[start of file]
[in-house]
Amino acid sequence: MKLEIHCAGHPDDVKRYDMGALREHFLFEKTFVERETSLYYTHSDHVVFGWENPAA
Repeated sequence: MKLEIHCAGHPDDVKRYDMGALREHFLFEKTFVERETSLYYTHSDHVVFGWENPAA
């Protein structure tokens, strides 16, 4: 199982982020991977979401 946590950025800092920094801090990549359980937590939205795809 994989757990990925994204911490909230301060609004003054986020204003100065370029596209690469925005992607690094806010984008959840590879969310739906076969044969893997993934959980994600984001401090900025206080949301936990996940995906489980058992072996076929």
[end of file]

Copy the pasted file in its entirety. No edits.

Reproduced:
[in-house]
Amino acid sequence: MKLEIHCAGHPDDVKRYDMGALREHFLFEKTFVERETSLYYTHSDHVVFGWENPAA
Repeated sequence: MKLEIHCAGHPDDVKRYDMGALREHFLFEKTFVERETSLYYTHSDHVVFGWENPAA
């Protein structure tokens, strides 16, 4: 199982982020991977979401 946590950025800092920094801090990549359980937590939205795809 994989757990990925994204911490909230301060609004003054986020204003100065370029596209690469925005992607690094806010984008959840590879969310739906076969044969893997993934959980994600984001401090900025206080949301936990996940995906489980058992072996076929």